Tuesday, September 6, 2011

Colombiana (Megaton, 2011)

Colombiana is a good action movie, but, looking over some of the reviews for it, I think David Edelstein - who doesn't like the movie - does a better job of describing it than most of the critics who did like it. For instance, Christy Lemire gave it a positive review and called it "sexy and silly": Zoe Saldana is sexy in the movie, but I don't think anything about the movie is silly (which is not to say that everything is presented with a completely straight face). This seems to me to be a distancing move of some sort on Lemire's part: a way to praise something while at the same time signalling she knows it's beneath her. Edelstein, on the other hand, called the movie "abstract and passionless" and wrote about Zoe Saldana's character being "too listless and strung-out and weirdly disembodied to make you feel much empathy" for her. I think Edelstein is mostly right - although I'd say "distanced" instead of "passionless" - but, for me, those are features, not bugs. By preventing the movie from working as simple escapism, they make the movie much more enjoyable: they make the movie something to engage with and not merely something to consume. It's a much more interesting experience than watching a straightforward action movie like Salt. (Edelstein is, at least, consistent in his preference for the conventional: he gave Salt a positive review.)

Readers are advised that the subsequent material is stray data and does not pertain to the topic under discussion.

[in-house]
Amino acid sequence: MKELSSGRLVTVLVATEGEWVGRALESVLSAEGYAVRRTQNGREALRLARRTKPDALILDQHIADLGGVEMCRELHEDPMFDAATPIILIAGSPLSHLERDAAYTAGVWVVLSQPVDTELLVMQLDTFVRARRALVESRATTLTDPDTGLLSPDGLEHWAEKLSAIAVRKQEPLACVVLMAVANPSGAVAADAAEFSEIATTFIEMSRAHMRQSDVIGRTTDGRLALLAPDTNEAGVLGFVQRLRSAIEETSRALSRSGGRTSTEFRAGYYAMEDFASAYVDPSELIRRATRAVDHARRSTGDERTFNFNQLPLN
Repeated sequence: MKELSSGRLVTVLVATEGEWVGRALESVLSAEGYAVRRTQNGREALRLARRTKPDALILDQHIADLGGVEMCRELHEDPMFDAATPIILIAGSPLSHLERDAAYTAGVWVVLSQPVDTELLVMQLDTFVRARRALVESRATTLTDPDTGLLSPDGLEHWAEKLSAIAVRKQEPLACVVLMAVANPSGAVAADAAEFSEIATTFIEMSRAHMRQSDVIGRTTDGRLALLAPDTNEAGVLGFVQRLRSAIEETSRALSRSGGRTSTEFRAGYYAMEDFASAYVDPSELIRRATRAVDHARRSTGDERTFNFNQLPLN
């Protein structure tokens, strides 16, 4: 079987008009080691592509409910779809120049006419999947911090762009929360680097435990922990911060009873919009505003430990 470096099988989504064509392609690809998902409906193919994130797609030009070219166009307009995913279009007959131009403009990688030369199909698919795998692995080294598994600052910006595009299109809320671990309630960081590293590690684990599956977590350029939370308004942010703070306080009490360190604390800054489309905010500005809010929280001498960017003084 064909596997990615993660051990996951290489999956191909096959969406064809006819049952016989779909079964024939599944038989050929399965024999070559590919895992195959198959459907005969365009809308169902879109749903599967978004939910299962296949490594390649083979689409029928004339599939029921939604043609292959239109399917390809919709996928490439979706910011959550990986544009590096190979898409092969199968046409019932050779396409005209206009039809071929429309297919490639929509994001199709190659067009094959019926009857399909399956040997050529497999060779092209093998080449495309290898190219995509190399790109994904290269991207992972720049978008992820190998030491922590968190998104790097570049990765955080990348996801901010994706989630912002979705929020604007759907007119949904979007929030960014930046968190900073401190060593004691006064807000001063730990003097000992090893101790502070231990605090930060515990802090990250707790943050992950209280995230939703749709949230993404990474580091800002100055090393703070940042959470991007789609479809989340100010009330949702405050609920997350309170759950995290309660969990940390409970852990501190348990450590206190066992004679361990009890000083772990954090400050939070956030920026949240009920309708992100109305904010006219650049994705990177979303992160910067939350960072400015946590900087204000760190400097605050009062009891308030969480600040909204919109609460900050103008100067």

However, though I like Colombiana and think it's not really (or merely) a "fun", "simple" movie, I wouldn't call it "complex", either. The movie's structure, situation, and character are all fairly stock: what makes the movie distinctive is its texture - transitions where it zigs instead of zags or moments where an unexpected tone keeps me off balance. Two examples that stick out: the start of the first action sequence, when we realize that this little girl isn't going to be a victim (zigging instead of zagging) and a shot during the penultimate fight where Saldana, wielding dual submachine guns, wears a blank, hollow look (unexpected tone). There are similar moments in Besson and Kamen's Taken: the shock of Liam Neeson shooting his friend's wife and the narrowness of moral vision shown by his lack of concern for any of the other girls who have been kidnapped.

So, if complicated is the wrong word, what is the right one? "Textured" sounds too academic. "Rough" - as in, these are movies don't work smoothly, like "good" product should - is more descriptive, but might also imply that the technique of these movies is less than professional, which isn't the case. I'm open to suggestions. Other movies that are more "textured"/"rough" than they are complex: Larry Cohen's, Stallone's Rambo, Mario Bava's, Let Sleeping Corpses Lie, and - raised to the level of world historical art - Sam Fuller's.

I think that's its worthwhile trying to theorize out this concept, if only because the language critics have to talk about these movies seems to hem them in. If I like movies like Colombiana or Taken, I might want to argue that they aren't just dumb, simple movies (as their critics might), so I reach for the opposite concept: for example, I might praise their complexity for the way they critique standard action movie tropes. But really, that's a bit of an overreach, as these movies don't so much offer a complicated critique those conventions as they put a spin on them that forces me to stay on my toes while I'm watching.